To raise awareness of the importance of exercise, Trevor set himself the challenge of walking a 120-kilometre stretch of Hadrian’s Wall, from Newcastle to Carlisle, after contracting sepsis last year. “The sepsis kicked off all my Parkinson’s symptoms and made them deteriorate. I needed some counselling at the time too, as anxiety and depression are part of the disease. It made me feel vulnerable for the first time. In the end, I decided the best way for me to get out of this spiral of depression was to think about other people and take on this challenge.” 

Trevor hopes to raise £1,200 for The Centre for Brain Repair through Addenbrooke’s Charitable Trust, the official charity for Addenbrooke’s and the Rosie, whose supporters raise funds to help make the hospitals even better by funding cutting-edge research, innovations and high-tech equipment, above and beyond what the NHS is able to provide. 

Accompanying him on the walk later this month will be his eleven-year-old dog, Sam, an English Pointer, “who is the same age as me in dog years, we’re both 77.”  

“It’s not hard to walk 12 miles a day. It’s all about getting up the next day to do it all again but for someone with Parkinson’s it’s also the constant fight with fatigue and apathy.” 

Diagnosed with ‘right-side’ Parkinson’s, Trevor’s balance and co-ordination is affected, with tremors in his right foot and hand, along with low mood and fatigue associated with the disease.  

“One of the problems of Parkinson’s is fighting fatigue and apathy. If I keep going during the day I am fine but if I sit down I could fall asleep. It’s the battle of keeping active and doing stuff but I still go to the gym twice a week and walk 10km each day. 

 Ledia said that non-pharmacological interventions like KEEP, which promote the role of exercise around the time of diagnosis, are crucial as they can help patients manage their symptoms and continue to live well with Parkinson’s.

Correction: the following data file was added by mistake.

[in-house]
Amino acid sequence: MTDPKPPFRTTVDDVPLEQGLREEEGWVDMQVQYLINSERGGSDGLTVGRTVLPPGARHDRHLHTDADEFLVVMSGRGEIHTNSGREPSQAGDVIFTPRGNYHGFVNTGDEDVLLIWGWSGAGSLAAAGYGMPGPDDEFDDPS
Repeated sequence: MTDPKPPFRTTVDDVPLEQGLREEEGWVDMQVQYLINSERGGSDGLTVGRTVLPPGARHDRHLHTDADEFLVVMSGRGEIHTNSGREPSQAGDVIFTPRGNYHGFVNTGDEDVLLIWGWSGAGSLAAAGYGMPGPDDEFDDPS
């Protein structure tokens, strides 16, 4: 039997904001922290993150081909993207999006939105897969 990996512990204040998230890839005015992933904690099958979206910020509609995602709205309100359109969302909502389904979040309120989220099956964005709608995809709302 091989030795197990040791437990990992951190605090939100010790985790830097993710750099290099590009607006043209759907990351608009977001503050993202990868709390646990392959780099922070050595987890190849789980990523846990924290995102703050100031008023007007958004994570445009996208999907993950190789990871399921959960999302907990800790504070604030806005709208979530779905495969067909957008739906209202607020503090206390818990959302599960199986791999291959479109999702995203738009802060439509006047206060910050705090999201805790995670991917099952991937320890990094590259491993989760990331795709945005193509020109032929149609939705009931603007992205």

“Introducing these interventions in the NHS Parkinson’s pathway at Cambridge University Hospitals and Cambridgeshire and Peterborough Foundation Trust as part of a randomised control trial showcased the positive impact the intervention had in improving participants’ understanding of the role of exercise and their confidence in trying different exercises as soon as they were diagnosed, rather than waiting until mobility has deteriorated.”  

Trevor believes that participating in research studies like the KEEP intervention plays a vital role in highlighting the significance of physical activity in managing Parkinson’s disease. 

“When first diagnosed, I was told I had a window of between 6 and 14 years before I would be incapable of looking after myself which was a complete turnaround for someone who, although 72 years old at the time, was still active and walking 10 kilometres a day and had camping and hill walking down as my main hobbies. I was devastated. Nobody told me at the point of diagnosis about the importance of exercise. I just walked out of the hospital with this window of time I had left in my head.” 

Trevor hopes that by doing his walk it will give hope to others diagnosed with the Parkinson’s. “When Jeremy Paxman presented a Parkinson’s Petition to Downing Street delivering a list of recommendations, the headlines were ‘Having Parkinson’s makes you wish you hadn’t been born.’ I am really annoyed with Paxman for that. I think it’s absolutely awful. You can either be like Paxman or take some control. I have been given this window of between 6 and 14 years before my symptoms make it impossible to look after myself. I have good and bad days but I would like to push that window as far as I can.” 

To sponsor Trevor and donate to Parkinson’s Disease Research through ACT, click here